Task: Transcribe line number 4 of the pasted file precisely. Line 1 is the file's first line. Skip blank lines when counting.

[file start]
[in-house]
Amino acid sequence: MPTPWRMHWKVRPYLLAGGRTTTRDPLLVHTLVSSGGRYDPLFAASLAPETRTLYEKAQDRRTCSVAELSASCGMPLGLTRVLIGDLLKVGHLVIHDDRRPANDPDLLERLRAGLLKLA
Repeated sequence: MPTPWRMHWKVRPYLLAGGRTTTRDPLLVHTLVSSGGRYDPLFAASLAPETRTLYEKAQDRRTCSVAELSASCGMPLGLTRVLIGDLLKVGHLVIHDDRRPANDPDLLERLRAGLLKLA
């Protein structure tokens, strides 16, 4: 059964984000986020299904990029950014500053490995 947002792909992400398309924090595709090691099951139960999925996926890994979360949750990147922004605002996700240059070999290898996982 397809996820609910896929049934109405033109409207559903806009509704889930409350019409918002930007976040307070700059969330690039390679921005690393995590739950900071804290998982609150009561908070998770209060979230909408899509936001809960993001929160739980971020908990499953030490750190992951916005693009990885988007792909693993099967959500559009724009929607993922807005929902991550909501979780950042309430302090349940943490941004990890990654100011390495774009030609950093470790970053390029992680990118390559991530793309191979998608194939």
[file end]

């Protein structure tokens, strides 16, 4: 059964984000986020299904990029950014500053490995 947002792909992400398309924090595709090691099951139960999925996926890994979360949750990147922004605002996700240059070999290898996982 397809996820609910896929049934109405033109409207559903806009509704889930409350019409918002930007976040307070700059969330690039390679921005690393995590739950900071804290998982609150009561908070998770209060979230909408899509936001809960993001929160739980971020908990499953030490750190992951916005693009990885988007792909693993099967959500559009724009929607993922807005929902991550909501979780950042309430302090349940943490941004990890990654100011390495774009030609950093470790970053390029992680990118390559991530793309191979998608194939």